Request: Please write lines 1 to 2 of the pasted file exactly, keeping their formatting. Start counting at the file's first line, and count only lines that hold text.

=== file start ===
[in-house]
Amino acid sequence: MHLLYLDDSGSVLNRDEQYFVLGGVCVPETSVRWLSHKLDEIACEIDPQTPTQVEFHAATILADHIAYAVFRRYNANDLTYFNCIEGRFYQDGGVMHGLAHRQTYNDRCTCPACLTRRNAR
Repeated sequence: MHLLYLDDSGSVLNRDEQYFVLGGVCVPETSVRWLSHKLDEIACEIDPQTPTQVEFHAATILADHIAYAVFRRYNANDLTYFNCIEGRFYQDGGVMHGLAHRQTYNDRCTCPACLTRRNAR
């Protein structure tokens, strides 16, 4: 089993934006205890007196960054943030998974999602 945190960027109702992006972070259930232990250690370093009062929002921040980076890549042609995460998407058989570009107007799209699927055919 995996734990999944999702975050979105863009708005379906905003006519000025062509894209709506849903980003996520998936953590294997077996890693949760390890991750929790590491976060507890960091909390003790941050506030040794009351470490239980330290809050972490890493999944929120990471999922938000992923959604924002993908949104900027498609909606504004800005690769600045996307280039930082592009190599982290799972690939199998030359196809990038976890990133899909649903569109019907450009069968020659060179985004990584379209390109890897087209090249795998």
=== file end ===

[in-house]
Amino acid sequence: MHLLYLDDSGSVLNRDEQYFVLGGVCVPETSVRWLSHKLDEIACEIDPQTPTQVEFHAATILADHIAYAVFRRYNANDLTYFNCIEGRFYQDGGVMHGLAHRQTYNDRCTCPACLTRRNAR